Category Archives: Moral Philosophy

Published on
19 June 2017

Election Reflection III: Liberalism’s Illiberal Endpoint

This is the third and final part in a series of reflections on the 2017 UK General Election. Shortly after the recent General Election the leader of the Liberal Democrats, Tim Farron, offered his resignation, issuing a statement which declared that he had found the tension between ‘remaining faithful to Christ’ and leading his party to be irresolvable. This came after a muted […]

Read More

Published on
21 August 2015

Assisted Suicide and Euthanasia: A Guide to the Evidence

The Anscombe Bioethics Centre has recently published a collection of resources to help people better engage with debates in Britain relating to Physician Assisted Suicide (PAS), titled Assisted Suicide and Euthanasia: A Guide to the Evidence, and we warmly recommend it to all thinking persons. The Thomas More Institute shares with the Anscombe Bioethics Centre […]

Read More

Published on
24 February 2015

An Aesthete’s Atheism: Stephen Fry on God’s Caprice

If God exists, says Stephen Fry, then he is an ‘utterly evil, capricious monster’. It is worth bearing in mind that, in the context of his interview for Irish television’s (RTE‘s) The Meaning of Life, Gay Byrne was not asking Fry to speculate on the concept of a Creator in the vague terms sometimes proffered by Hollywood celebrities. Byrne began, […]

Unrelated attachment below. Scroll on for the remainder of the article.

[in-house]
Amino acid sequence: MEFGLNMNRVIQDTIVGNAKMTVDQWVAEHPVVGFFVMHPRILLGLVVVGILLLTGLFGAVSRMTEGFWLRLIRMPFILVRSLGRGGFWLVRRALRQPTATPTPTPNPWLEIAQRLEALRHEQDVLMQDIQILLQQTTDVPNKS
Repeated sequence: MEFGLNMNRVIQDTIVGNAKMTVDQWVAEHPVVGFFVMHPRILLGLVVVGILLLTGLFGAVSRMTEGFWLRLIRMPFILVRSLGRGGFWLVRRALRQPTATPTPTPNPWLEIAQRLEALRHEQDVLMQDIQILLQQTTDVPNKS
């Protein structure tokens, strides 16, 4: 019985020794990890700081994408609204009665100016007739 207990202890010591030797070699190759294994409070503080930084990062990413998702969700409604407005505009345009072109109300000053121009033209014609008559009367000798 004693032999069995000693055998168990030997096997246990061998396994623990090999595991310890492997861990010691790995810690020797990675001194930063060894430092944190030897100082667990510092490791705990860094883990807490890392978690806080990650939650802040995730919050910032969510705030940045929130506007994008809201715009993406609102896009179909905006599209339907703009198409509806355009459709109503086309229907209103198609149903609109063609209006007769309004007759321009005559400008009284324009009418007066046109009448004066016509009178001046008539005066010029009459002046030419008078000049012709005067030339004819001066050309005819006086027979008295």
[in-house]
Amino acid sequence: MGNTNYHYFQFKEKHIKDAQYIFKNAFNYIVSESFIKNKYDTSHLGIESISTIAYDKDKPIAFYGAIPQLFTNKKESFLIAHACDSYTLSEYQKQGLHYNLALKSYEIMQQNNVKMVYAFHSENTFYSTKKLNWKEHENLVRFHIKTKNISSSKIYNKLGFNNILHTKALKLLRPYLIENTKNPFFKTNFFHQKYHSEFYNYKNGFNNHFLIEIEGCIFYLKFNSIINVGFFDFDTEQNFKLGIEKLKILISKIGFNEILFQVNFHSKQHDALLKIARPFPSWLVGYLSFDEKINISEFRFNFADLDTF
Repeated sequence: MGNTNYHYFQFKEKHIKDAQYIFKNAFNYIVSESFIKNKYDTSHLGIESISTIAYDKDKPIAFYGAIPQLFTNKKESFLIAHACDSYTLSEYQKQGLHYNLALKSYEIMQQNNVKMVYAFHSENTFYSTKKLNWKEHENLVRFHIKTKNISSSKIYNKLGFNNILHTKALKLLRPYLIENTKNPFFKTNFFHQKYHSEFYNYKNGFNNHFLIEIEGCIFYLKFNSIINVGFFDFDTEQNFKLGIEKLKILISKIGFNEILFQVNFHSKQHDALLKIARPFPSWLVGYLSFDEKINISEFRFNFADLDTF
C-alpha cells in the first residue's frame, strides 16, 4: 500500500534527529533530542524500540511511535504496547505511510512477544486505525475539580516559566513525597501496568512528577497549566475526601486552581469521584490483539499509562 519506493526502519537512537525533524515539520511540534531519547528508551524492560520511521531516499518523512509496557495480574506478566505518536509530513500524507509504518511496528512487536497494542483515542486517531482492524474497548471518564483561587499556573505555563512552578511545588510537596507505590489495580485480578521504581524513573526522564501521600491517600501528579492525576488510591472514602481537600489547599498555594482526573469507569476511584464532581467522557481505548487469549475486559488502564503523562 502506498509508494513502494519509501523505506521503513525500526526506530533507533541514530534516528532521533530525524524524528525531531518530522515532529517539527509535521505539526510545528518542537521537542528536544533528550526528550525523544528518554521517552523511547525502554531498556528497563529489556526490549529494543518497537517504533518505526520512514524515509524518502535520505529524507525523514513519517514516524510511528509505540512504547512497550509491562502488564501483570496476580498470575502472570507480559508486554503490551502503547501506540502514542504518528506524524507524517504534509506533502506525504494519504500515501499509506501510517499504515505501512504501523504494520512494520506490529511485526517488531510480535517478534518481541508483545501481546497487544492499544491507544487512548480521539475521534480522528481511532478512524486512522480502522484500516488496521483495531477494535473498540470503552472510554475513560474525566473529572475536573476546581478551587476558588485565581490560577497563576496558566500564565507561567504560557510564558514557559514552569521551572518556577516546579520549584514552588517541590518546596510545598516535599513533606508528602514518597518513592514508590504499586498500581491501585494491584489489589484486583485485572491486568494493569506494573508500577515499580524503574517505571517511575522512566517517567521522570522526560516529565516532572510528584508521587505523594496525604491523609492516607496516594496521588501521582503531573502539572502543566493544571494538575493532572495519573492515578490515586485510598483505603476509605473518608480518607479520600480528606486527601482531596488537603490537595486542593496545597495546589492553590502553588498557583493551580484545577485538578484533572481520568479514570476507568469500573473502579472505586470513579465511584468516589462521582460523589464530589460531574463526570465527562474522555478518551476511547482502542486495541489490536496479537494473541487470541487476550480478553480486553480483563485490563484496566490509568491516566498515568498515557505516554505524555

Read More

Published on
24 July 2014

Whence a Right to Die? Whither may it Lead?

As a right to die becomes the subject of yet another House of Lords debate it may be worth revisiting a matter upon which this blog has commented before here and here. The writer has recently seen a film about Virginia Woolf, and it may be of value to shape the discussion with reference to […]

Read More

Published on
11 March 2014

Physician-Assisted Suicide is an Affront to Human Liberty

Liberty is a premise upon which physician-assisted suicide is routinely advanced. Some of those suffering from serious and incurable illness or distress seek to argue the case that their suffering is a bondage from which only death can free them. Such suffering is, of course, naturally subjective in the sense that what one person might […]

Read More

Published on
3 March 2014

Religious Slaughter and the Rights of Chickens in Denmark

To the delight of secularists and ‘animal rights’ activists the Danish parliament last week passed a law banning Kosher and Halal methods of slaughter on the grounds that these violate the rights of animals. Dan Jørgensen, the Danish minister for Food, Agriculture and Fisheries told Denmark’s TV2 that ‘animal rights come before religion’. Unsurprisingly, Jewish […]

Read More